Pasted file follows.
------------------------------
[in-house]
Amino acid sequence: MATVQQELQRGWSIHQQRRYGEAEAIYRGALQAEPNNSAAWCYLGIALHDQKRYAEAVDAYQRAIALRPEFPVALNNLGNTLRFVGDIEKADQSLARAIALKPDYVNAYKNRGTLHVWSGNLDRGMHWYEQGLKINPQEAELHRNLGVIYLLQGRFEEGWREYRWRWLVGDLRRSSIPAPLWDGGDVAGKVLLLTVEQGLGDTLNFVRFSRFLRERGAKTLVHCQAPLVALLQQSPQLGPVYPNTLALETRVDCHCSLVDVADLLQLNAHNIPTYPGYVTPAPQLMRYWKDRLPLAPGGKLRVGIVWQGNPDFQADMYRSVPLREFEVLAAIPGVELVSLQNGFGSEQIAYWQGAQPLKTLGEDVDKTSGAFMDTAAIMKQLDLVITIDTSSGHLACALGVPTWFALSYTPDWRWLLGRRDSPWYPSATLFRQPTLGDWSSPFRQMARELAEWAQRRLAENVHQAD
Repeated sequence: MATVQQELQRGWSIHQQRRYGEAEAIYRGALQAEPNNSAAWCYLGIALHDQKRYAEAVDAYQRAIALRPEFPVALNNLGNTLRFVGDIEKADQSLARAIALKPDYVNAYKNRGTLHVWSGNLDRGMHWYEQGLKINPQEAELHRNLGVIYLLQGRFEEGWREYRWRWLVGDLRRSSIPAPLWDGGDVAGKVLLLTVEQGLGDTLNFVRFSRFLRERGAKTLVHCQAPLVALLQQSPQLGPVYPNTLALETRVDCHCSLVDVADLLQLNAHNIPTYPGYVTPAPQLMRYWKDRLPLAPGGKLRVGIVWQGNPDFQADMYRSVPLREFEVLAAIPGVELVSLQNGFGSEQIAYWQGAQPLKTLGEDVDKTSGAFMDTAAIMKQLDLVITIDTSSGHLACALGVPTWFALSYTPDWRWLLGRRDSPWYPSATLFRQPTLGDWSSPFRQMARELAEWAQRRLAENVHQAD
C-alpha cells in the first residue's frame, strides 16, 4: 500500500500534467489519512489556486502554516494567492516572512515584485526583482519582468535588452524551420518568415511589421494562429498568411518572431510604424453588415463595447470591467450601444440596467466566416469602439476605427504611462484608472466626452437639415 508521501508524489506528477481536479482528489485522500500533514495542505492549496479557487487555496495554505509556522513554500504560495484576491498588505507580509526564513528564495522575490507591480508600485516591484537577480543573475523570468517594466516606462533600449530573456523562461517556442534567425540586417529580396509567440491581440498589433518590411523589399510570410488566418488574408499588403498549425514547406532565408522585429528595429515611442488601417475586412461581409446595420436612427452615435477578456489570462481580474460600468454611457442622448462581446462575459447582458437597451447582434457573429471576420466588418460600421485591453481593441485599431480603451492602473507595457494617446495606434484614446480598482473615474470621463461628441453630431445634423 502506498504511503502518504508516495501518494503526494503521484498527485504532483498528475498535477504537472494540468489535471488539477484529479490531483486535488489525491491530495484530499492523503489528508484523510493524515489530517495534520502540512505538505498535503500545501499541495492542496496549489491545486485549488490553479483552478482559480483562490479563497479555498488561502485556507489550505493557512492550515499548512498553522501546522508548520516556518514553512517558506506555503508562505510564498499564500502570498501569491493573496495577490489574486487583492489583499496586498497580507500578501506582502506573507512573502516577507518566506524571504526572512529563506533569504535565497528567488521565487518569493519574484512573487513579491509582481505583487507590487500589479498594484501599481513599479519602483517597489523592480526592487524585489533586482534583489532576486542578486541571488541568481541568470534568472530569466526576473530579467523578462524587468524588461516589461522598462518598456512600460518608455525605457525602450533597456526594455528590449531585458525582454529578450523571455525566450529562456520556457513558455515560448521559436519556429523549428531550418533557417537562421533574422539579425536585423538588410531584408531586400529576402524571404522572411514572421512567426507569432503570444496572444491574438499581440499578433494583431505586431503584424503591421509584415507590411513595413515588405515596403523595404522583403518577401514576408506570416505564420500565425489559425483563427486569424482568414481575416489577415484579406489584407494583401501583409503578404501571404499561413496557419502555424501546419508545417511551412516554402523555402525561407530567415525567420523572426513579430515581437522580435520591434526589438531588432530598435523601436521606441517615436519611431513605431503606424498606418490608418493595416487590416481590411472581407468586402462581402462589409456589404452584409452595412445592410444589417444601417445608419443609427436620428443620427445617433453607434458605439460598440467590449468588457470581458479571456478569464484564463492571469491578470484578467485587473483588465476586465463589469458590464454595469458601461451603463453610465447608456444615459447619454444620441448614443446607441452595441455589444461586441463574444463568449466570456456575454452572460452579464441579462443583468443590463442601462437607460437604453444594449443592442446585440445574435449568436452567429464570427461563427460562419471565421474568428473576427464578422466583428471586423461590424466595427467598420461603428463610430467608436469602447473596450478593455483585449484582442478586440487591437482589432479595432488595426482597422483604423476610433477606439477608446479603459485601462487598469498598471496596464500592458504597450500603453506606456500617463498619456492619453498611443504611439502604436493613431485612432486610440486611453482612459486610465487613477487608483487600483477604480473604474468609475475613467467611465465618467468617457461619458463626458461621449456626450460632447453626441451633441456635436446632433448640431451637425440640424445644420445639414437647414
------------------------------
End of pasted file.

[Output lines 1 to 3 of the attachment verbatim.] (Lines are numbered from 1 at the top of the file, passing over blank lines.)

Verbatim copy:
[in-house]
Amino acid sequence: MATVQQELQRGWSIHQQRRYGEAEAIYRGALQAEPNNSAAWCYLGIALHDQKRYAEAVDAYQRAIALRPEFPVALNNLGNTLRFVGDIEKADQSLARAIALKPDYVNAYKNRGTLHVWSGNLDRGMHWYEQGLKINPQEAELHRNLGVIYLLQGRFEEGWREYRWRWLVGDLRRSSIPAPLWDGGDVAGKVLLLTVEQGLGDTLNFVRFSRFLRERGAKTLVHCQAPLVALLQQSPQLGPVYPNTLALETRVDCHCSLVDVADLLQLNAHNIPTYPGYVTPAPQLMRYWKDRLPLAPGGKLRVGIVWQGNPDFQADMYRSVPLREFEVLAAIPGVELVSLQNGFGSEQIAYWQGAQPLKTLGEDVDKTSGAFMDTAAIMKQLDLVITIDTSSGHLACALGVPTWFALSYTPDWRWLLGRRDSPWYPSATLFRQPTLGDWSSPFRQMARELAEWAQRRLAENVHQAD
Repeated sequence: MATVQQELQRGWSIHQQRRYGEAEAIYRGALQAEPNNSAAWCYLGIALHDQKRYAEAVDAYQRAIALRPEFPVALNNLGNTLRFVGDIEKADQSLARAIALKPDYVNAYKNRGTLHVWSGNLDRGMHWYEQGLKINPQEAELHRNLGVIYLLQGRFEEGWREYRWRWLVGDLRRSSIPAPLWDGGDVAGKVLLLTVEQGLGDTLNFVRFSRFLRERGAKTLVHCQAPLVALLQQSPQLGPVYPNTLALETRVDCHCSLVDVADLLQLNAHNIPTYPGYVTPAPQLMRYWKDRLPLAPGGKLRVGIVWQGNPDFQADMYRSVPLREFEVLAAIPGVELVSLQNGFGSEQIAYWQGAQPLKTLGEDVDKTSGAFMDTAAIMKQLDLVITIDTSSGHLACALGVPTWFALSYTPDWRWLLGRRDSPWYPSATLFRQPTLGDWSSPFRQMARELAEWAQRRLAENVHQAD